lobe. If the target is not on the center-line of the reflector axis, the echo signal
will vary in amplitude sinusoidally as the lobe is rotated. Whenever the lobe's
center (or axis-line) approaches the target there is an increased strength of reflected
signal. As the lobe rotates further, so that its axis or center line recedes from
the target focal line, a weaker signal results. The direction of the target from
the reflector axis is thus indicated by the relative phase of the variation or rise
and fall in strength of the received echo signal.
Fig. 7 shows two positions of the rotating lobe and the relative strengths of
signals reflected from the target in different positions. (See also Fig. 4).
Fig. 2 - Spotting the approach of enemy rocket bombs.
Fig. 3 - Airborne long-range radar station.
Figures 4 & 5 - Microwave which is reflected by the enemy
missile. Principle of conical scanning
Fig. 7 - Side view of conical scanning beam, showing response
for three positions to target.
The preponderant strength of signal received on the radarocket (when the target
is off to one side of the reflector axis) is caused to correct the course of the
rocket. With the conical scanning method (which was employed on the SCR-584 Radar)
applied to the flying bomb, it should hit the enemy target - once it comes within
When reflected signals of varying strengths are picked up on the radarocket's
receiver (for a target off the centerline of the reflector axis) these signals are
integrated through suitable circuits fed into an amplidyne control amplifier and
finally impressed on an amplidyne generator (controller). The rotor of the generator
turns in accordance with the degree and polarity of the impressed current and relays
this position to a servo motor in the rear of the radarocket. This servo may operate
the vertical and horizontal rudders (or fire auxiliary course-correcting rockets).
The problem of identifying an enemy rocket poses a nice problem for the engineers.
By making careful observations of the relative speed and the course followed by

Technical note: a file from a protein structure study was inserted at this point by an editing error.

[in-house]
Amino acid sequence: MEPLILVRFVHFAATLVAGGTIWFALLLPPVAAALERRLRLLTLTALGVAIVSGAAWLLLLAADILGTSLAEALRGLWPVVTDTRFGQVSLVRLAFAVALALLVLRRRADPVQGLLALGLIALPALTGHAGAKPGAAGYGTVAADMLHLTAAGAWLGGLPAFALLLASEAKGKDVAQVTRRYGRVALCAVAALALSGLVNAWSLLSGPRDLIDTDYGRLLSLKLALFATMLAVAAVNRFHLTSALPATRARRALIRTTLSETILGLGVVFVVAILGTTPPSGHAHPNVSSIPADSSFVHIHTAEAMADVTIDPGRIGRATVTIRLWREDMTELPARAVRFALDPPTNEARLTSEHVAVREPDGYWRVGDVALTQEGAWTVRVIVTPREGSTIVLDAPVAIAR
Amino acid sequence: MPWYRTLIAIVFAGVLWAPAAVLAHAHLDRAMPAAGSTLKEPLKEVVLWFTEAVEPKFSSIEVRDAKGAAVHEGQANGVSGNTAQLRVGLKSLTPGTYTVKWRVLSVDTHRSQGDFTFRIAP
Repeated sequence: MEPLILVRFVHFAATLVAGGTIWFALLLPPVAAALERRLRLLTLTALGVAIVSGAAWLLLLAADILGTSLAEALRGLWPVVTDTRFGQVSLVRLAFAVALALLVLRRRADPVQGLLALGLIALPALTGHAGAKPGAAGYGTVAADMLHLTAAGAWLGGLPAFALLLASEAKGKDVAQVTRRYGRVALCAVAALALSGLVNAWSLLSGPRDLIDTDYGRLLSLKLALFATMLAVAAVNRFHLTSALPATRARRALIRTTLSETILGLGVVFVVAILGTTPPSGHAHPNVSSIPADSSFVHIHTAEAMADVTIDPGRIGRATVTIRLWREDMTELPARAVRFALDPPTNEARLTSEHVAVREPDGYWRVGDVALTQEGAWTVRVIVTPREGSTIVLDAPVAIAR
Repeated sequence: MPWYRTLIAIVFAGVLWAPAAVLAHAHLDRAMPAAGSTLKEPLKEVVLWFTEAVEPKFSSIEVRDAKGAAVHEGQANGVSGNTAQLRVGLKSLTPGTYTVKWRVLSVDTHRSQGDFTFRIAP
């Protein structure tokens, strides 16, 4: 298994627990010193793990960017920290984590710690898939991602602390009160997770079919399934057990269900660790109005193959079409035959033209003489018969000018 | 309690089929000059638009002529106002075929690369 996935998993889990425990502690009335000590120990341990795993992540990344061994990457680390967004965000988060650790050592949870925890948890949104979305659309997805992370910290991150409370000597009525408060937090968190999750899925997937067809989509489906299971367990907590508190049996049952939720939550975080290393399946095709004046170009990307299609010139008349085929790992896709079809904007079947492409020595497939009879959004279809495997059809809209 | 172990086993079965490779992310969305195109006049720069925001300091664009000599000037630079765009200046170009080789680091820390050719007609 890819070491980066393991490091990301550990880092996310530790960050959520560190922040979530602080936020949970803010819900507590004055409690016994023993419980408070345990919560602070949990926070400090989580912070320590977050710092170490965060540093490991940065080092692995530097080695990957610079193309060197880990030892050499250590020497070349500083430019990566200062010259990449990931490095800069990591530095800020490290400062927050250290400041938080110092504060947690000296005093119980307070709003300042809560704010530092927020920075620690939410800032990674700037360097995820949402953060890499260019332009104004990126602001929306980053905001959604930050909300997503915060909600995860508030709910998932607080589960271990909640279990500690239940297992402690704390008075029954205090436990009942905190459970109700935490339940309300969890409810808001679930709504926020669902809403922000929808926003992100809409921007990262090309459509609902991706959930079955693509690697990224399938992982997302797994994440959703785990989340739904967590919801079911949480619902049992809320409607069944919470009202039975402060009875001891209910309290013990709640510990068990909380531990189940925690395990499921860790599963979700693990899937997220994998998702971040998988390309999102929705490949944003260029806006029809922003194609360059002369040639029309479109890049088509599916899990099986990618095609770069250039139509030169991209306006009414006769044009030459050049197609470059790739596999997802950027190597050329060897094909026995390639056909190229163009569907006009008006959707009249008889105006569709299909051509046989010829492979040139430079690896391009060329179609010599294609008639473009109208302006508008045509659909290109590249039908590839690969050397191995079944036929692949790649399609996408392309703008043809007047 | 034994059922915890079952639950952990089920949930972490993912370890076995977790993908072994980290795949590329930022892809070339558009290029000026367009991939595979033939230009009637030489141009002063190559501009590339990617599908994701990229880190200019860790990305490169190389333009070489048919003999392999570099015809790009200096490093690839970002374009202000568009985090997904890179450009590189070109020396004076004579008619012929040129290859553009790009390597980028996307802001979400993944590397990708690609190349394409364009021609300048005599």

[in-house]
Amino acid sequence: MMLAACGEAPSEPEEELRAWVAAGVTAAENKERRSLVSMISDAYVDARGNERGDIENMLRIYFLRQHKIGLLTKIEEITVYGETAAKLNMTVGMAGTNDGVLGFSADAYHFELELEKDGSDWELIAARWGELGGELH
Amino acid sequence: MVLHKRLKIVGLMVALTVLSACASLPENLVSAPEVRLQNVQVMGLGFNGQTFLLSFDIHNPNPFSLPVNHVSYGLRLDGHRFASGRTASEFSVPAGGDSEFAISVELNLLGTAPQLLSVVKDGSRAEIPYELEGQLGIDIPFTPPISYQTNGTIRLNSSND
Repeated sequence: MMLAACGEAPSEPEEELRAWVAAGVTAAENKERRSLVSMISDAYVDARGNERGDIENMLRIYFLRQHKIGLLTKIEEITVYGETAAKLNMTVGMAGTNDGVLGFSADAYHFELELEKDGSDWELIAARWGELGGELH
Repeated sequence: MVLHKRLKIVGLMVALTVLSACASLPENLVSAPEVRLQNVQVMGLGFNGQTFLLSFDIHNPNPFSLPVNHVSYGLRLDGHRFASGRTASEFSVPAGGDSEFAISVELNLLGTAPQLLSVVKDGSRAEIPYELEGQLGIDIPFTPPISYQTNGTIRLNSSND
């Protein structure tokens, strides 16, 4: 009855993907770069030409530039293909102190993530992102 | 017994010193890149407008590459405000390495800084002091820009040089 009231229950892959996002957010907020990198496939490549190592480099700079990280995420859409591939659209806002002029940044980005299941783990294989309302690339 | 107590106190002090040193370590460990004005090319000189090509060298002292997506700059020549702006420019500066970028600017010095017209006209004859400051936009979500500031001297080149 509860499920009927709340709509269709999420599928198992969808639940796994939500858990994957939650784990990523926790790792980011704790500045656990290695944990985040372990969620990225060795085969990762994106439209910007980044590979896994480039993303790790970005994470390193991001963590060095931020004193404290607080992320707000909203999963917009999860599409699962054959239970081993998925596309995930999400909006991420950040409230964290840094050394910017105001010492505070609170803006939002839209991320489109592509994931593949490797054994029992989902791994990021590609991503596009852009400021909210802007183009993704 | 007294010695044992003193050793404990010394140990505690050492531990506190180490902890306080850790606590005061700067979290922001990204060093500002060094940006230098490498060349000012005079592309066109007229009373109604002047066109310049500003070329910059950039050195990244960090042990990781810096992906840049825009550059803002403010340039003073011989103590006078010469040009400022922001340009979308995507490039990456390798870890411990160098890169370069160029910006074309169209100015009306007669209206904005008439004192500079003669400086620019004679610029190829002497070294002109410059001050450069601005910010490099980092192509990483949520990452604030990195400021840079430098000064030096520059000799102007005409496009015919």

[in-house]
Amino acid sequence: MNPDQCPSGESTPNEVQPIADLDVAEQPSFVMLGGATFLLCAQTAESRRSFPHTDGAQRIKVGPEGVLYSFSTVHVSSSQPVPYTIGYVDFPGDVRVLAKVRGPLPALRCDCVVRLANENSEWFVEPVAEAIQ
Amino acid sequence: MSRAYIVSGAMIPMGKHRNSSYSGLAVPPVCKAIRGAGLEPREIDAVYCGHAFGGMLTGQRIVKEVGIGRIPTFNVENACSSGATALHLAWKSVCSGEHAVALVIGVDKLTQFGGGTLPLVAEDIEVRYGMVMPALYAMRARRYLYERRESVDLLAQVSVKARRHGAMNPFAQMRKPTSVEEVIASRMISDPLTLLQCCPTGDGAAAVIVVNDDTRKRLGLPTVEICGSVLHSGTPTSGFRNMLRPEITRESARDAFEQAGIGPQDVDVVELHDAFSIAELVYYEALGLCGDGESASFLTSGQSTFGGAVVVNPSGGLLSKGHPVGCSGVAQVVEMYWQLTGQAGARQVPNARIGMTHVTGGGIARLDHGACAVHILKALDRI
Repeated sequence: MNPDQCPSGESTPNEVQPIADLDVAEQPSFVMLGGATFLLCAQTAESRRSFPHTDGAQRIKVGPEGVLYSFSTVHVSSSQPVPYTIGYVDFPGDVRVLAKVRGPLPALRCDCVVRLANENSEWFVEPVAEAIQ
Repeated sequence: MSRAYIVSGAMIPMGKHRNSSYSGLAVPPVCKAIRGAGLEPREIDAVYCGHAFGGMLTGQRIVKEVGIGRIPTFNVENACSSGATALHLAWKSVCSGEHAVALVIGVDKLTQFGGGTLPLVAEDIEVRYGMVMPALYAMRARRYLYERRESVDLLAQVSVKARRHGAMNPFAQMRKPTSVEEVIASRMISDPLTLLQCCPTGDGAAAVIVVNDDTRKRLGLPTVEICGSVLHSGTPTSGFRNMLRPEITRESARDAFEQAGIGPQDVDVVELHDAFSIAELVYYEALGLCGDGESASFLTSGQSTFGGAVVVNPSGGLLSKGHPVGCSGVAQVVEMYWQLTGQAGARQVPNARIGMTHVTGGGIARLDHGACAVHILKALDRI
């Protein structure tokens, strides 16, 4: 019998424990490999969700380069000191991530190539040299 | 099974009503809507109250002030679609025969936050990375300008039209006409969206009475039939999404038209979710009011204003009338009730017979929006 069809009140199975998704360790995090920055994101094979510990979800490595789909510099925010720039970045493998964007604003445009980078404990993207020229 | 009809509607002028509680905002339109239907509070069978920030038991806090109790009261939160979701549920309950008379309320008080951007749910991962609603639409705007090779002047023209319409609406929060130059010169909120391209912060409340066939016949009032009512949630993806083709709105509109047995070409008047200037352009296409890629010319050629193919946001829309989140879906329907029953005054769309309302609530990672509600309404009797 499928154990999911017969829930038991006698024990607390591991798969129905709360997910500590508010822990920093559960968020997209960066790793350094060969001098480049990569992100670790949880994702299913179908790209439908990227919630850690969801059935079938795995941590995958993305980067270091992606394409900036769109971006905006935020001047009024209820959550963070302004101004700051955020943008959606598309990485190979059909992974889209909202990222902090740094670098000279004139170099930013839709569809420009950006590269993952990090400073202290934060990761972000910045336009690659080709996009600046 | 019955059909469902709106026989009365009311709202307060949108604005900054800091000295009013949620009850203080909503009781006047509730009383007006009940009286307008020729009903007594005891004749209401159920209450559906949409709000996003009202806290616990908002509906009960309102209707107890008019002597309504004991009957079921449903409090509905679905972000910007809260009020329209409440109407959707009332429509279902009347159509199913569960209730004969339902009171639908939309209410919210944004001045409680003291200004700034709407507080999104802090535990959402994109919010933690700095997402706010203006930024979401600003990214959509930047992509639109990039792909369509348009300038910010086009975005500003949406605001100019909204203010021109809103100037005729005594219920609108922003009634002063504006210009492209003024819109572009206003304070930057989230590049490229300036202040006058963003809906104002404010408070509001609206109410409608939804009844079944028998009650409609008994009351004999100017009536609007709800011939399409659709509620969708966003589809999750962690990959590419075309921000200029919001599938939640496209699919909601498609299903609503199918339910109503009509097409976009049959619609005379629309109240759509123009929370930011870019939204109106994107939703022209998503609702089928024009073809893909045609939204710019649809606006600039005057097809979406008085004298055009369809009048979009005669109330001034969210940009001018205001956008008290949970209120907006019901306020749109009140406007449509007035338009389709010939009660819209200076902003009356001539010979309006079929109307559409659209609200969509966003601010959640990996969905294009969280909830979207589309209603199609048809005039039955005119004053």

a rocket over a given period of time, it becomes possible to plot its probable course,
and be prepared to shoot it down long before it comes near enough to be dangerous.
Planes might also be used as carrier devices, bringing rockets to within a few
hundred miles and releasing them. However, if all friendly planes and rocket devices
are fitted with IFF (Identification, Friend or Foe - See Radio-Craft February, 1946)
any flying craft which did not give a satisfactory response would at once be classified
as enemy and counter-attack rockets sent out after it.
These precautions would be necessary only in peacetime (during periods when surprise
attack might be feared). In war, all friendly planes would be grounded, and whereabouts
and movements of friendly military planes definitely known. Thus any unknowns could
be classed definitely as enemy.
The idea for the radarocket was discussed with an expert who had considerable
experience with radar sets used by our fighter planes in hunting down enemy planes
at night or in foggy weather. It seemed from the results obtained with radar in
aerial warfare that the radarocket automatic direction control could be depended
upon to work up to distances of about a mile.
In radar reflections the area of the target which is to reflect the wave projected
against it has a great deal to do with the strength of the signal sent back to the
receiver. The larger the target the stronger the reflected signal. The reflecting
area of the enemy flying bomb would admittedly be rather small, but modern radar
has demonstrated almost unbelievable sensitivity; in some cases the tiny periscope
of an enemy submarine was a sufficient target to reflect the radar wave sent from
a scout plane several miles distant.
Posted October 11, 2021